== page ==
Gordon Campbell | Parliament TV | Parliament Today | News Video | Crime | Employers | Housing | Immigration | Legal | Local Govt. | Maori | Welfare | Unions | Youth | Search

 


Groser and Key must reject ongoing US assault on Pharmac

12 September 2013

Groser and Key must reject ongoing US assault on Pharmac in the TPPA

‘There are further reports that the US informally proposed a two-tier approach to pharmaceuticals during the recent Brunei round’, said Professor Jane Kelsey, referring to an article in Inside US Trade published yesterday.

The US continues to target the availability of generic medicines on which the Pharmac system relies.

The revised US proposal would give Malaysia, Vietnam, Peru and Brunei more flexibility on the grounds they are non–OECD countries - even though Brunei’s per capita GDP is over US$50,000 and New Zealand’s is US$28,800.

Those countries would still have to accept stricter intellectual property rules than they have now and may eventually have to accept the extreme version the US wants to impose on the TPPA countries that are part of the OECD.

‘This two-tier approach does not mean they suddenly have a conscience about the impact of the TPPA on access to affordable medicines in poorer countries of the TPP’, said Professor Kelsey.

‘The US is clearly using the TPPA to establish a “gold standard” for its drug companies across the OECD’, according to Professor Kelsey. ‘They don’t give a damn about what that means for access to affordable medicines and the sustainability of our public health system or that of any other country.’

New Zealand, along with Australia, Chile, Canada, Malaysia and Singapore have reportedly made a much more conservative counter-proposal.

This counter-proposal is likely to be discussed at the forthcoming ‘intersessional’ meeting on intellectual property in Mexico from 23 September to 2 October and probably at the meeting of chief negotiators immediately before that in Washington.

‘The US may tactically hold back the discussion of its own proposal until after that meeting. They can then elevate it directly to the level of ministers and leaders when they meet in Bali during APEC in early October and in Brunei immediately after that for ASEAN’, Professor Kelsey observed. ‘Ominously, the US is expected to chair those meetings.’

‘Trade Minister Groser and Prime Minister Key must stand firm behind the New Zealand negotiators. They cannot give way to US demands and still claim to have defended Pharmac’s “fundamentals’’.’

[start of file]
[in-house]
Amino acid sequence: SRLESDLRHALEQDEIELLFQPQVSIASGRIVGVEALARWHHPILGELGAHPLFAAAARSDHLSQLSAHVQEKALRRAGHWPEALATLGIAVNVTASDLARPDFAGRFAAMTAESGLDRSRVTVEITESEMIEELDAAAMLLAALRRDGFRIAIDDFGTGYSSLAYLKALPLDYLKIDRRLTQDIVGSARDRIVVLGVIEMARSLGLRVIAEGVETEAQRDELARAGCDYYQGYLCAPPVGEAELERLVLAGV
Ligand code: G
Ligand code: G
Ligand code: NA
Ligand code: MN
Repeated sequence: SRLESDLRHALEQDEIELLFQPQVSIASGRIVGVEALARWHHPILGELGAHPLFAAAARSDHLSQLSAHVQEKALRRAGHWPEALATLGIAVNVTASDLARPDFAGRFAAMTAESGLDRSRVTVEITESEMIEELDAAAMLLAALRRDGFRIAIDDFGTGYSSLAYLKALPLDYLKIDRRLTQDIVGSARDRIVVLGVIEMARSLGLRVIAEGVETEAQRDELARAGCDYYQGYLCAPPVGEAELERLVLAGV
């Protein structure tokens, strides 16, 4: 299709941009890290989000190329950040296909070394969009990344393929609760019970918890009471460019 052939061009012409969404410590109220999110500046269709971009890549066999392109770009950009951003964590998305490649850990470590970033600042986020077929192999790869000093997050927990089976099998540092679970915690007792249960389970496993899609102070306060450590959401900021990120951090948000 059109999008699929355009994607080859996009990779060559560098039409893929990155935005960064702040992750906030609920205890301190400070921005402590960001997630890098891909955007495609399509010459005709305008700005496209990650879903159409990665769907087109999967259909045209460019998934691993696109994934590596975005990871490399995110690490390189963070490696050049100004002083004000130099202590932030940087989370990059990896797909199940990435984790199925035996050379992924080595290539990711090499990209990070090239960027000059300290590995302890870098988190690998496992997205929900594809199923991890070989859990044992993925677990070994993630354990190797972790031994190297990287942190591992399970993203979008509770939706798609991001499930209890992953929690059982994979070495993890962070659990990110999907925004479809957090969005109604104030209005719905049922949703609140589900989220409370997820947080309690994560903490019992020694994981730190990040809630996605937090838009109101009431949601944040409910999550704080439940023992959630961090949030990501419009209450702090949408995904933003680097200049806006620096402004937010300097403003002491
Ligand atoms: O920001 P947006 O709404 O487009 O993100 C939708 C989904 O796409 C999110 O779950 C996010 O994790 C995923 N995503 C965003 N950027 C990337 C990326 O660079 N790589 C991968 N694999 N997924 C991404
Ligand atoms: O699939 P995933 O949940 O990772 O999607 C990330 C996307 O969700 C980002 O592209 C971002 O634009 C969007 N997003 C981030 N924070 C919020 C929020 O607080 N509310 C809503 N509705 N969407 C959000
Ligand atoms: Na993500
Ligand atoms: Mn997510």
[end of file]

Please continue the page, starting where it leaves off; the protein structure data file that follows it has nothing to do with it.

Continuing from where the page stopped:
ends

© Scoop Media

 
 
 
 
 
Parliament Headlines | Politics Headlines | Regional Headlines

Novopayout: Government-Owned Company To Take Over School Payroll

After lengthy negotiations, the Ministry of Education and the existing school payroll provider, Talent2, have settled both on the amounts payable by Talent2 towards the costs of remediating the Novopay service and a new operating model for the school payroll system.

The new model involves a new government-owned company taking over the operation of the payroll service, and Talent2 licensing the core Alesco software to that company.

The settlement provides for Talent2 to pay the Ministry between $18 million and $22 million, made up of $7 million in cash and other considerations including a license for the Alesco software and discounted fees for the support and maintenance of this software. More>>

 

Parliament Today:

Gordon Campbell: On National’s Electorate Deals

For all the talk yesterday from Prime Minister John Key about National being transparent about its electorate deals in Epsom and Ohariu, that transparency is entirely front-loaded. More>>

ALSO:

Greens: Oil Drilling Face-Off With Labour

The key policy points in the Green Party’s plan to protect our beaches from oil spills are to:
1. Prohibit deep sea oil drilling; 2. Implement compulsory shipping lanes for coastal shipping; 3. Build Maritime New Zealand’s oil spill response capability; and 4. Introduce a stronger legal framework so that when accidents do happen, the New Zealand taxpayer does not have to pay for the clean-up. More>>

ALSO:


Nick Smith v Fish & Game:

Minister Told Of FBI Investigation, Says INZ: Coleman Must Quit Or Be Sacked Over Dotcom Case - Harré

Immigration New Zealand has done the right thing in distancing itself from Jonathan Coleman’s claims that ministers were not aware of FBI involvement in Kim Dotcom’s residency application, says the Internet Party. More>>

ALSO:

Valedictory Season: Maori Party Founders Say Goodbye

Two major Maori MPs gave there farewell speeches to Parliament Thursday outlining their history, experiences, triumphs and regrets. More>>

ALSO:

Resignation Not Accepted: Transport Minister Breaches Aviation Security Rules

"Running late for a plane at Christchurch Airport, I without thought breached airport and airline security rules by entering the gate lounge through a door usually used for exit only..." More>>

ALSO:

TAIC Report: Urgent Recommendations After Melling Rail Accident

The Transport Accident Investigation Commission has made four urgent recommendations to KiwiRail following the accident two months ago (27 May) when a Matangi passenger train collided with a stop block at Melling Station, Lower Hutt. More>>

ALSO:

Red Tape: Local Regulations Go Under Microscope

The Government says it is accepting nearly all of the recommendations the Productivity Commission has made on ways to improve local regulations. More>>

ALSO:

Spending Questions: Claudette Hauiti To Step Aside At Election

National Party President Peter Goodfellow confirms that he has received notification from List MP Claudette Hauiti that she plans to step aside at the 20 September election. More>>

ALSO:

Get More From Scoop

 

LATEST HEADLINES

 
 
 
 
 
 
Politics
Search Scoop  
 
 
Powered by Vodafone
NZ independent news